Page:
Consideration of biotype to improve invasive species management
Soto, Sasha D.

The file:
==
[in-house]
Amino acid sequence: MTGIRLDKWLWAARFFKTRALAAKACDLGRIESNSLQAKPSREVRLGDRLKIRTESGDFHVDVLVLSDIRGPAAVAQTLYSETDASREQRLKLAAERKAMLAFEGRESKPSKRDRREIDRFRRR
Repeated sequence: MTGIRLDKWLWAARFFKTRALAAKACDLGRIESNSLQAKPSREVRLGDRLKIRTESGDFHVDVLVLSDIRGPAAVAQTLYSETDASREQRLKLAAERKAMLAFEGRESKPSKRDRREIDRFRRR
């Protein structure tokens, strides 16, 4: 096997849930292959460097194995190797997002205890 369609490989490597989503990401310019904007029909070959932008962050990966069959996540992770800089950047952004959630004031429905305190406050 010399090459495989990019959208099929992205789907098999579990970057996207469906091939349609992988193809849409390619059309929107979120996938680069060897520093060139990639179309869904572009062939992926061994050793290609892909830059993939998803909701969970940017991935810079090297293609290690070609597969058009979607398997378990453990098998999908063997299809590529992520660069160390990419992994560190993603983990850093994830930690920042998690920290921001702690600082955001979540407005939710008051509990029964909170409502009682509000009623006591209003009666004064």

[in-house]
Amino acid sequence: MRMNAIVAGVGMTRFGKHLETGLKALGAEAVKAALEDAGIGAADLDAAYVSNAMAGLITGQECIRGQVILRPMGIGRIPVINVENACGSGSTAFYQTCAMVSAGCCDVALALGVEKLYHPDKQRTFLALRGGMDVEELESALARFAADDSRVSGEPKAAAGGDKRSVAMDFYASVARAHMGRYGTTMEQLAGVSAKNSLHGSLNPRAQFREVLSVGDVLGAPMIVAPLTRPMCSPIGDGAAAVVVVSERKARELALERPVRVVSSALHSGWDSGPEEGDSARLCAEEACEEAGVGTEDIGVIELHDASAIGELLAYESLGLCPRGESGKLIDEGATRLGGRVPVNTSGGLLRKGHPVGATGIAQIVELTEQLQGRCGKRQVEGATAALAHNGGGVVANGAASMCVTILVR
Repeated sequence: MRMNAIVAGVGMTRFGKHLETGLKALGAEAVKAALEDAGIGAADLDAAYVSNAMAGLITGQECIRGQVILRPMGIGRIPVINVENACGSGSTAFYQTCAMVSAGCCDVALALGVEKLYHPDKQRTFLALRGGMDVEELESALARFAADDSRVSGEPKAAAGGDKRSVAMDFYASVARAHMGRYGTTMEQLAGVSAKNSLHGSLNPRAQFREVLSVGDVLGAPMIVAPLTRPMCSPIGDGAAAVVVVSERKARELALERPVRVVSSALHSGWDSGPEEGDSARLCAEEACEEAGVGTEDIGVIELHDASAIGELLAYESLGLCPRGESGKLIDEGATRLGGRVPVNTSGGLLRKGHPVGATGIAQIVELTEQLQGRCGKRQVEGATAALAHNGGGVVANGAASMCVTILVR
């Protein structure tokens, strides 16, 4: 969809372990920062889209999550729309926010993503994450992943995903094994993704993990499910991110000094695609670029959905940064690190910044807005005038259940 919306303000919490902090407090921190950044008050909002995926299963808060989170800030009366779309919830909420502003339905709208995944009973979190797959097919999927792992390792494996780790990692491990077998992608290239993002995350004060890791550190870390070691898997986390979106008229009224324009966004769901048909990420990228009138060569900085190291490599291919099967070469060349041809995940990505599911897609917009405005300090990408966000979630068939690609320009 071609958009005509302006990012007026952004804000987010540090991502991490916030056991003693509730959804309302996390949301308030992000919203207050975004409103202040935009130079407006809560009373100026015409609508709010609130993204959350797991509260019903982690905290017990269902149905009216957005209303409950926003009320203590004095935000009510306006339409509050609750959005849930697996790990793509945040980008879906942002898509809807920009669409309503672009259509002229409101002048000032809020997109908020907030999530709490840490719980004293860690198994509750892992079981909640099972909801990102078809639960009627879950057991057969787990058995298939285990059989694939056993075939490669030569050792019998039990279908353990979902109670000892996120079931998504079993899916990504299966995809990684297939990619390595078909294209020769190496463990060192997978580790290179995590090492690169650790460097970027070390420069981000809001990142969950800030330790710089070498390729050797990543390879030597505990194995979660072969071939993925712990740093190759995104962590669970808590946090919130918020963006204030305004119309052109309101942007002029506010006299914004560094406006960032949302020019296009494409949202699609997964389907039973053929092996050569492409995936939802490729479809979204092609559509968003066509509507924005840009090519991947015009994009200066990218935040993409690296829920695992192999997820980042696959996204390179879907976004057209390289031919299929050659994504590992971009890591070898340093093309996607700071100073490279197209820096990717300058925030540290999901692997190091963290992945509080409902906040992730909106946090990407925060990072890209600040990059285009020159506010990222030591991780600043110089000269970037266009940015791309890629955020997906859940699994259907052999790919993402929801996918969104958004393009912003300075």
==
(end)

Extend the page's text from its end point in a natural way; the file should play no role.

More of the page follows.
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ABSTRACT As globalization continues, the movement of species increases and provides more opportunities for introduction and establishment of nonindigenous invasive species. Species distribution models (SDM) represent widely used prevention tools to assess species’ potential ranges. Model predictions identify regions at-risk to invasions so that managers can target prevention efforts to areas where they would be most cost-effective. SDMs may be influenced by atmospheric and environmental variables; however, it is unknown if species organization under the biological species level, such as subspecies or biotype, influence SDM predictions. This thesis uses modelling methods, Maxent and Maxlike to generate global forecasts for invasive aquatic plant hydrilla (Hydrilla verticillata). To observe if hydrilla biotype influence SDMs, forecasts were produced and compared using data partitioned by biotype and all known hydrilla data. Further, differences in desiccation response between biotypes were observed to see if either had a competitive advantage at surviving and resisting desiccation. SDMs and desiccation experiments in this thesis support hydrilla as high-risk invasive species and suggest that biotype-specific traits influence its invasion potential. Predicted ranges and viability of hydrilla varied by biotype. Monoecious hydrilla exhibited greater viability but lost more mass during desiccation than dioecious hydrilla; suggesting one biotype may have a competitive advantage for successful invasions. Management of other nonindigenous invasive species may also benefit from incorporation of biotype, or other subspecies biological traits into predictions.